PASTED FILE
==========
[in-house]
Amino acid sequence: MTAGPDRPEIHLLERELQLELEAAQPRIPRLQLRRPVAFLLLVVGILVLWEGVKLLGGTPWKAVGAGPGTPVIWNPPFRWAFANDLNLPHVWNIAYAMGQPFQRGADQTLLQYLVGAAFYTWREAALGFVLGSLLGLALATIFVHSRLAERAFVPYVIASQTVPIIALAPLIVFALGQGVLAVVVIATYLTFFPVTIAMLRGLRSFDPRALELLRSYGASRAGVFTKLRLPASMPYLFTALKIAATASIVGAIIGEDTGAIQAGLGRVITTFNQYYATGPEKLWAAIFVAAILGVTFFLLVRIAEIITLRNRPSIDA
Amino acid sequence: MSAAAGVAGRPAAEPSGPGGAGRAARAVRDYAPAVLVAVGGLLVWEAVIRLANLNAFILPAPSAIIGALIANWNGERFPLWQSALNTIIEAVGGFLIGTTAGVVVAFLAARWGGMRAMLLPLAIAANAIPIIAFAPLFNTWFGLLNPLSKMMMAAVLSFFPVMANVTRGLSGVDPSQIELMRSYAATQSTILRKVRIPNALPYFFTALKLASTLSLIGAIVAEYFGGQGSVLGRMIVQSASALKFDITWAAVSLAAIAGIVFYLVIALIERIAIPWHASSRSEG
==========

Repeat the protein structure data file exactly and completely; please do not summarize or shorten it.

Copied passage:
[in-house]
Amino acid sequence: MTAGPDRPEIHLLERELQLELEAAQPRIPRLQLRRPVAFLLLVVGILVLWEGVKLLGGTPWKAVGAGPGTPVIWNPPFRWAFANDLNLPHVWNIAYAMGQPFQRGADQTLLQYLVGAAFYTWREAALGFVLGSLLGLALATIFVHSRLAERAFVPYVIASQTVPIIALAPLIVFALGQGVLAVVVIATYLTFFPVTIAMLRGLRSFDPRALELLRSYGASRAGVFTKLRLPASMPYLFTALKIAATASIVGAIIGEDTGAIQAGLGRVITTFNQYYATGPEKLWAAIFVAAILGVTFFLLVRIAEIITLRNRPSIDA
Amino acid sequence: MSAAAGVAGRPAAEPSGPGGAGRAARAVRDYAPAVLVAVGGLLVWEAVIRLANLNAFILPAPSAIIGALIANWNGERFPLWQSALNTIIEAVGGFLIGTTAGVVVAFLAARWGGMRAMLLPLAIAANAIPIIAFAPLFNTWFGLLNPLSKMMMAAVLSFFPVMANVTRGLSGVDPSQIELMRSYAATQSTILRKVRIPNALPYFFTALKLASTLSLIGAIVAEYFGGQGSVLGRMIVQSASALKFDITWAAVSLAAIAGIVFYLVIALIERIAIPWHASSRSEG